Food & dining

Cheap Eats

Shin Hakata Ramen making its way on Mass. Ave.

Miso ramen at Shin Hakata Ramen.
Lane Turner/Globe Staff
Miso ramen at Shin Hakata Ramen.

At Shin Hakata Ramen, a gaggle of students is making a game of slurping their noodles. “Dude, mine was louder than yours,” one says to another. His competitor protests, but soon concedes, giving the victor a chuck on the shoulder. Tablemates laugh.

The two month-old noodle joint, located north of Symphony Hall, across from the Berklee College of Music, sits on a stretch of Massachusetts Avenue that has never been much of a dining destination. The proprietors of this ramen shop hope to change that by offering a hearty style of ramen, hailing from Fukuoka, on Japan’s southern island of Kyushu.

Owners Simon Su and Jing Zhang are the husband-wife team behind the restaurant. Su is also part-owner of Hakata Ramen in Quincy. The couple tacks on “shin” — which translates as “new” — to the Back Bay location’s name. (The amended name appears on the menu, but not on the sign outside.) Su lived for a dozen years in Japan, and later worked for a New Jersey-based Japanese restaurant supply business. That’s how he met chefs Eichi Sato and Mamabu Mochizuki. The two lead a kitchen team that makes noodles and broth from scratch every day. Plus, there are plenty of staff members working the sleekly renovated space.


The broth in a signature bowl of tonkotsu ramen ($11.95) is sufficiently milky-looking, characteristic of its type, the result of simmering pork bones for hours. Don’t be surprised that the noodles are straight and white — these are not the yellow alkaline variety. Minced scallions and soft boiled egg complete the presentation, along with fatty slices of pork. But the dish somehow lacks meaty distinction — surprising, because “hakata” is among the richest and porkiest in the canon of ramen styles.

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The house broth is better with a boost. A spicy tonkotsu ramen ($12.95) adds chile oil to the mix, resulting in a pretty vermilion-hued soup with bright, spicy flavors to match. Similarly, miso ramen ($13.95), garnished with corn, toasted sesame seeds, and more pork, offers comforting depth of flavor. Serving sizes are modest, so get a few sides for the table.

A couple of those starters need work. Crab salad ($7.95) is not the lump meat variety. This is imitation crustacean — the kind you find tucked inside any supermarket California roll. (The revised menu now lists the seafood as “crab sticks,” a more accurate descriptor.) Tako wasabi ($6.95) arrives as wan tidbits of long-marinated raw octopus, sulking beneath overdressed mesclun greens. A manager takes both dishes off our bill. For now, a straightforward favorite like the pork gyoza ($4.95) is a better option.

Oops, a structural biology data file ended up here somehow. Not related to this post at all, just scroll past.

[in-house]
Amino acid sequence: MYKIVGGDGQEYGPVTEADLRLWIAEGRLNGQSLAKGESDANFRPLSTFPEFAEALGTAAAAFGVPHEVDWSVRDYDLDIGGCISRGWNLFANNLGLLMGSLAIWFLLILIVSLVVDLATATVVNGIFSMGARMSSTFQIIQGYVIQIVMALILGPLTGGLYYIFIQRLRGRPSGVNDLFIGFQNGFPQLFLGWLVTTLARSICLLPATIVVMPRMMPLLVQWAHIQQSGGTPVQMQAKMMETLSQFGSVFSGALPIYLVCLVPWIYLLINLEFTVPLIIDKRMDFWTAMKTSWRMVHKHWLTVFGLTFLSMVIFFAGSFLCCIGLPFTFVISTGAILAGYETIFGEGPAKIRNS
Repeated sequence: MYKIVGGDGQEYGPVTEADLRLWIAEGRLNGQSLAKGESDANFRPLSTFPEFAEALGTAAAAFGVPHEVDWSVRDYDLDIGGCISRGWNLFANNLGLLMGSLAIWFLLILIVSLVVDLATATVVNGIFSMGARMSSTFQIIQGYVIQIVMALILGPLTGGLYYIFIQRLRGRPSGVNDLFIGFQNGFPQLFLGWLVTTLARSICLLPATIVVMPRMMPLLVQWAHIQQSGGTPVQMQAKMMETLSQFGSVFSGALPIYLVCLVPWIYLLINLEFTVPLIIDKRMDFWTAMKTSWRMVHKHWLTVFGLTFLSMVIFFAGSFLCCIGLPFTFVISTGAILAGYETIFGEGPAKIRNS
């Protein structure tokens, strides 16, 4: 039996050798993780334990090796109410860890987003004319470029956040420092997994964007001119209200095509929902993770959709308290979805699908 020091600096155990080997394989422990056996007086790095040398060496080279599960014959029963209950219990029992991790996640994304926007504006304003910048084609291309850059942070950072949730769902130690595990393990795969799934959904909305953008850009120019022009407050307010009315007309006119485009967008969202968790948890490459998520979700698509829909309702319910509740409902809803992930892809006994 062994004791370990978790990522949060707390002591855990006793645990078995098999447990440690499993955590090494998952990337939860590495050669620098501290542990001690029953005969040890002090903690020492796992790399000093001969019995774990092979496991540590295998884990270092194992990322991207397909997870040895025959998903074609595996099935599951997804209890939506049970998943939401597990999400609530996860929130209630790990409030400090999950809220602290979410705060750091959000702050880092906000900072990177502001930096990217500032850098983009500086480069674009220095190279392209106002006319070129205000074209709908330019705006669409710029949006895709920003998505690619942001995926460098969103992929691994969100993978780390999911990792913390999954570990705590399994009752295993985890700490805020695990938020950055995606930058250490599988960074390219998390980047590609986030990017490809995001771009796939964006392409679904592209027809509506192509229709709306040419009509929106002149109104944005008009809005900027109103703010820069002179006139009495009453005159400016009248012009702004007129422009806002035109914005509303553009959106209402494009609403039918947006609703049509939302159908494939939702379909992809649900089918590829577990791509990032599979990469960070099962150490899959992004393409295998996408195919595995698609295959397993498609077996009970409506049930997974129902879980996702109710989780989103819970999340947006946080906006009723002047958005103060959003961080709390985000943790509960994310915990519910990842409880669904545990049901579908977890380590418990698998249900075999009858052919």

On one visit, a server is so glum he’s almost surly. “Did he just Frisbee that plate onto the table?” asks a dining companion as he strides away. Later, he plunks down a can of green tea, without offering a glass of ice or a straw. We hope this is an anomaly. On other occasions, servers check in frequently to refill our water glasses and make sure we like what we’ve ordered.

Unexpectedly delightful is tomato soup ramen ($13.95), which turns out to offer one of the nicest vegetarian broths around. Offering a hint of creaminess without dairy, it cradles perfectly cooked noodles. Sadly, the bowl arrives with a garnish of rubbery avocado, plus tomatoes so pale you would think it’s the middle of New England winter. Why not just leave these off if the fruits aren’t ripe?


Takoyaki ($5.95) shows that the kitchen can be attentive to detail. Ignore the “grilled pancake balls” description. These are croquettes — lightly crisp on the outside, with minced grilled octopus and a dab of cream sauce inside. The piping hot morsels are drizzled with ribbons of mayo, and topped with miniature flakes of bonito that wave cheerfully in the appetizer’s wafting heat.

More dishes should rise to the occasion like this one does. Fingers crossed that the team will work out the kinks, and win the loyalty of students and ramen aficionados alike.


173 Massachusetts Ave., Boston, 857-350-3923,

Major credit cards accepted. Wheelchair accessible.

Prices Appetizers $4.95-$8.95. Ramen noodles $11.95-$13.95. Rice bowls $10.95-$12.95.


Liquor None

Hours Daily 11 a.m.-midnight

What to order Miso ramen, spicy tonkotsu ramen, tomato soup ramen.

Ellen Bhang can be reached at